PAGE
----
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NY Mets Word of the Year for 2021 winner: Approach

PHILADELPHIA, PA - AUGUST 08: Pete Alonso #20 of the New York Mets reacts after striking out against the Philadelphia Phillies during a game at Citizens Bank Park on August 8, 2021 in Philadelphia, Pennsylvania. (Photo by Rich Schultz/Getty Images)
PHILADELPHIA, PA - AUGUST 08: Pete Alonso #20 of the New York Mets reacts after striking out against the Philadelphia Phillies during a game at Citizens Bank Park on August 8, 2021 in Philadelphia, Pennsylvania. (Photo by Rich Schultz/Getty Images)
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Since 2003, Merriam Webster has had a word of the year. The inaugural choice was democracy followed up by blog and then integrity. Talk about a contrasting sandwich! For the New York Mets in 2021, there’s a very easy choice for their Word of the Year. It’s approach.

I can’t recall a year when the word approach was used so much to describe a baseball team. Used more negatively than positively because of the result the approach the Mets have taken at the plate has been, there’s a sour connotation to go with it.

How the word approach became part of our Mets dialect

Access to more information than ever before has allowed more people to understand the nuances of the game. I don’t remember the last time someone under 80 has cared one lick about a player’s RBI total. Far more relevant in this day is the level of a player’s swing—as silly as that may sound.

When it comes to approach, you don’t need to be a genius to understand why the Mets are doing it wrong. It’s actually a pretty basic concept. A good approach includes a strong baseball IQ whereas a weak one has batters going up to the plate hacking at whatever is thrown their way.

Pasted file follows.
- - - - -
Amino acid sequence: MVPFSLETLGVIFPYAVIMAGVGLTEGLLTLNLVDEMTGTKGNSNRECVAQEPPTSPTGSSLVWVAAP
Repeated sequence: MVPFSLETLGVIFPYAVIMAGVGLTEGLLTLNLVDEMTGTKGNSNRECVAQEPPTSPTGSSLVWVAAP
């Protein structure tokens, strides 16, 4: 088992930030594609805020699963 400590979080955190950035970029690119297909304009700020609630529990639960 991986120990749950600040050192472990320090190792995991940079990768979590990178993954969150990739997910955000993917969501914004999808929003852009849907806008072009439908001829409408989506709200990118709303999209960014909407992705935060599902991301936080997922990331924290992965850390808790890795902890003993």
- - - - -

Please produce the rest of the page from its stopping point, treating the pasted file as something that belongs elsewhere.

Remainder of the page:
Subjective until you actually look at the results, the Mets have been universally panned for having a bad approach at the plate all 2021-year-long. Whether it’s swinging 3-0 or letting a fastball go by right down the middle for strike three, the team has looked lost at the plate.

It all starts with their approach to hitting.

The first time the word actually came up, as far as I can recall, was at the start of the whole Donnie Stevenson gimmick. Stevenson wasn’t just a hitting guru. His exact fictional role with the club was the approach coach.

This new vocabulary word is probably appearing in baseball clubhouses and batting cages everywhere. Not every player needs a good eye, an uppercut swing, or even patience. They do need some sort of approach as to how they will attack the pitcher.

Like a bad umpire, we only notice these things when it becomes a problem. Since the beginning of Mets history, every batter has had some sort of approach. Now, in the days where everything is analyzed, the approach is has become a part of the conversation as to what is going wrong.

A bad approach is also the simplest explanation as to what is going wrong when we don’t have any other clear answers. On paper, this team was supposed to hit. They were going to score runs. We were going to watch them enter the playoffs and do some damage.

Instead, the word approach reared its ugly head.

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It has been said if you put enough monkeys in a room with a typewriter they could produce Shakespeare. The same can be said about Mets fans and the word approach. Put enough of them together, our 2021 Word of the Year is going to get mentioned.

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